LiveCareer VP Product On Product Manager Skills
Product Manager Skills: Balancing Act
A lot of digital ink has been spilled about the ingredients of a successful product manager. Some product leaders have pointed to business, technical, or design expertise. Others have highlighted soft skills like communication and collaboration, or personal traits like curiosity and empathy. Some thought leaders, like Marty Cagan for example, discuss a broad combination of proficiencies.
Product Managing Requires A Diverse Set of Skills
Whichever set of qualities is emphasized, it’s important to remember that the career of a product manager is not static. In fact, the context in which a product manager operates will also change (gradually or abruptly). Therefore, this may require a different configuration of skills. Common changes include:
- Organizational growth
- Geographic expansion
- Business model pivot
- Role change
Some product managers are fortunate to join an early stage company and witness it grow (and contribute to that growth). This early stage role may involve hands-on, non-product management tasks that are necessary for shipping the product. This can include writing marketing copy, designing, coding, or handling customer service. This is in addition to product work like writing user stories and doing UAT.
As functional teams grow and their processes mature, a product manager will need to shift more exclusively to product activities. For example, Reid Hoffman notes that as teams develop, they become staffed with experienced specialists (designers, engineers, content managers, and so forth). Therefore, they won’t need to rely on a product manager who did one of these roles in a previous life. Moreover, doing such tasks may be counterproductive as it can peel away bandwidth from pressing product priorities.
Challenges A Product Manager Faces
Related to organizational scaling is geographic expansion. Companies expand to new locales for a variety of reasons: as a result of an acquisition, to source a labor pool, or to pursue a business goal. When a team encompasses multiple time zones as well as different languages and cultures, the practices around communication and collaboration become paramount.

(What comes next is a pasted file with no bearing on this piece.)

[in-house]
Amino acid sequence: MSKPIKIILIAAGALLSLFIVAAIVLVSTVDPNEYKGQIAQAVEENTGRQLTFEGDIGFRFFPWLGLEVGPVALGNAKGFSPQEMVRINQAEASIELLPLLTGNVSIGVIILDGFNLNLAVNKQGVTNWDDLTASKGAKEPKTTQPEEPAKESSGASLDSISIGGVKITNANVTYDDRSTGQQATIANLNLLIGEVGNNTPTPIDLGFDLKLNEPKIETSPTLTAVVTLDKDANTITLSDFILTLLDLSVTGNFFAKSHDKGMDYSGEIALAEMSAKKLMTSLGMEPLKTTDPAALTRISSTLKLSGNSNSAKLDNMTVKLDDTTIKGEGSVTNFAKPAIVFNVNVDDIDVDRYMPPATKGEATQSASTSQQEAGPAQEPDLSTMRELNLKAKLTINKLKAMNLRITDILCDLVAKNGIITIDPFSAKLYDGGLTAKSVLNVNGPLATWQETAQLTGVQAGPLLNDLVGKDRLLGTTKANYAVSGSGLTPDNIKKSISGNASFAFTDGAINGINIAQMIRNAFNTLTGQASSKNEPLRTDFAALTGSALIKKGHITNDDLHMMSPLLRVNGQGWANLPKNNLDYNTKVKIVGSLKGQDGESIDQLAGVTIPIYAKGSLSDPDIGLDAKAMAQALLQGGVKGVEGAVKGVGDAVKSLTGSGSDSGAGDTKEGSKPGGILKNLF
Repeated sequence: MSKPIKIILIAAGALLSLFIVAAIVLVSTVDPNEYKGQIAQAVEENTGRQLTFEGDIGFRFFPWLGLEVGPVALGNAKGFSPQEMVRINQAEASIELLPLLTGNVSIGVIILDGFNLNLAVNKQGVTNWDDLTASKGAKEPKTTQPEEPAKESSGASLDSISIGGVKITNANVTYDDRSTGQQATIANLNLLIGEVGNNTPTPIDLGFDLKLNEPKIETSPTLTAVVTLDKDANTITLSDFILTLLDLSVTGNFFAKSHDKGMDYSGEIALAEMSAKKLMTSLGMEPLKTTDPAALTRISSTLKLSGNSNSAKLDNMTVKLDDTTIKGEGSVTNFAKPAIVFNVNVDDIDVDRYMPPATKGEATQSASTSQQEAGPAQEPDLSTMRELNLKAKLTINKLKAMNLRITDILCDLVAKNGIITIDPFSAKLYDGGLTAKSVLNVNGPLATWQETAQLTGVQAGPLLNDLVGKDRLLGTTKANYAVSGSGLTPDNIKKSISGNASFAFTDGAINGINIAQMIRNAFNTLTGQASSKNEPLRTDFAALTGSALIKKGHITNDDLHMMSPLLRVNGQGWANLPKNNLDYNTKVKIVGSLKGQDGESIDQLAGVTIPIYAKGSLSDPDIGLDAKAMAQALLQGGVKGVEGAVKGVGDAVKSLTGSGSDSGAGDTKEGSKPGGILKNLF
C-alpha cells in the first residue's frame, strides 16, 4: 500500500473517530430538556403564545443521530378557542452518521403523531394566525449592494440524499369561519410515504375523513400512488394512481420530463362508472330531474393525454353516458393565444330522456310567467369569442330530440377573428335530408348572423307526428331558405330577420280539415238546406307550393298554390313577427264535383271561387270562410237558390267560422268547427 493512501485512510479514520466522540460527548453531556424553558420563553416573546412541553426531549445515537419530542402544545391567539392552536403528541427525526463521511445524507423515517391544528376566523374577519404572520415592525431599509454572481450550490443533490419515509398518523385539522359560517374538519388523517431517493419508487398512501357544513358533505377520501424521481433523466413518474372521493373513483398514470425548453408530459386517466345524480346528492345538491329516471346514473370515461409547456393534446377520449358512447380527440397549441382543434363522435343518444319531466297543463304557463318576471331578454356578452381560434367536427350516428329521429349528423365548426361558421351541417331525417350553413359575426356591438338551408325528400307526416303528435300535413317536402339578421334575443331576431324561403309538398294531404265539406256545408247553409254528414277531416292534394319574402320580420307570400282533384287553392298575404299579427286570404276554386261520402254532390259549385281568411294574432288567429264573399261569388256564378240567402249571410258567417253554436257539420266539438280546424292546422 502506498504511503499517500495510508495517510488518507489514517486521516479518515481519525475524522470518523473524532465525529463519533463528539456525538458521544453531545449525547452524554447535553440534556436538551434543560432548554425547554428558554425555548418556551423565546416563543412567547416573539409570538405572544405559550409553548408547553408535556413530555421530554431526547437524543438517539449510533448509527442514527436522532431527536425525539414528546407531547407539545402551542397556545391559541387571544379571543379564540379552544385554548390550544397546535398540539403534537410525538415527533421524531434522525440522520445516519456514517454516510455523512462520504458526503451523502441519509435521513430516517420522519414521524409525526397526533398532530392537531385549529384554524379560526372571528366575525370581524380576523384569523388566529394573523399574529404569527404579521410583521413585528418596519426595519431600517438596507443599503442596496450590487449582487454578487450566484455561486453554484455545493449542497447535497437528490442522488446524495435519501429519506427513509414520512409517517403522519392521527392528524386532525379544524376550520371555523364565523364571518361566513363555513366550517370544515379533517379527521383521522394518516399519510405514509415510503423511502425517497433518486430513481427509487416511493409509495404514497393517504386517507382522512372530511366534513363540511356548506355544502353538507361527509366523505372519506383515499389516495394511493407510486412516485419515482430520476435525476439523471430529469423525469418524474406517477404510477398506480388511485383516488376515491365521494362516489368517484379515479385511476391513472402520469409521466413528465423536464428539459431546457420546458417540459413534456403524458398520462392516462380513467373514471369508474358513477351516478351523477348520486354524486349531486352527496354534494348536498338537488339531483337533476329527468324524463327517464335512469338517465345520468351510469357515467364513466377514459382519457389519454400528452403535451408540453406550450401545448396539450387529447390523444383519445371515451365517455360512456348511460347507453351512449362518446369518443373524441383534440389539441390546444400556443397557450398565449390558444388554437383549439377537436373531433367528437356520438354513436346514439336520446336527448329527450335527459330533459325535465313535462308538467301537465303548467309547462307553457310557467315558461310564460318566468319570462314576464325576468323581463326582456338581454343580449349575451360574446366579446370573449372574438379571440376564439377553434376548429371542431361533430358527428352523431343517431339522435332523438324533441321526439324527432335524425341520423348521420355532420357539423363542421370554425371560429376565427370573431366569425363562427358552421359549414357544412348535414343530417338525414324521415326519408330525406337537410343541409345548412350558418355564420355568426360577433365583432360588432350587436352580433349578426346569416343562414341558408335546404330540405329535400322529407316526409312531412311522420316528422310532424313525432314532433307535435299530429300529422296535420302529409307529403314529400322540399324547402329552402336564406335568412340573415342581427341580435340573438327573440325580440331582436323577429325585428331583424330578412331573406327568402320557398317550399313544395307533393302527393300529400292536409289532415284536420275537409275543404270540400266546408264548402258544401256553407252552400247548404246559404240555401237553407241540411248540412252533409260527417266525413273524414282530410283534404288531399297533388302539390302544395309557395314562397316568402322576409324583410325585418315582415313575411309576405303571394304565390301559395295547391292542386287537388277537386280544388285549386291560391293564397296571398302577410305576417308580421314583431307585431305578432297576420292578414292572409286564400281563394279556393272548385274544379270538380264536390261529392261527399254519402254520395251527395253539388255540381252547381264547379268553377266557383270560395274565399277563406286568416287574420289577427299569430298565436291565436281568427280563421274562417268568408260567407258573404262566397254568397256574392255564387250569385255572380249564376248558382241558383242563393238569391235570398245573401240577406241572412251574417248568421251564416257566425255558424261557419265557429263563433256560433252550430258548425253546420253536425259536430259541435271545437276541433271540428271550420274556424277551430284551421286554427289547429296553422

For example, written communication is crucial for distributed teams. So, product requirements may need to be more detailed for a remote engineering team. On the other hand, the engineering team that is steps away from your desk may not need as much detail. Likewise, if live stand-ups are not feasible, you may need to resort to written updates. In fact, some product leaders like Walter Chen have declared that writing is an overlooked but vital product management skill. Chen describes the importance of written documentation for Amazon and other companies.
Especially for early stage ventures, business model pivots are a fact of life. These developments can materially change the focus of a product manager. An example is pivoting the product away from a consumer audience to a B2B offering. A B2B orientation may necessitate a different process for prioritizing features, or a different bar for an MVP.
The Importance Of A Growth Mindset And Ability To Adapt
Beyond organization and business changes, the context may change on an individual level. Getting promoted to a manager role is the best known case. This involves using a new set of practices (layered on top of existing skills). The same applies to other role changes. As you gain more responsibility, you may begin to participate in business and strategic planning. This may entail working with a finance team on developing business cases or managing a P&L.
From the career perspective, it’s helpful to keep in mind that this evolution is not unidirectional. Over the course of a career, a product manager may join companies at different growth stages or own different types of products. Being flexible and willing to adapt will ensure that you make a valuable contribution to any organization and is the path to success.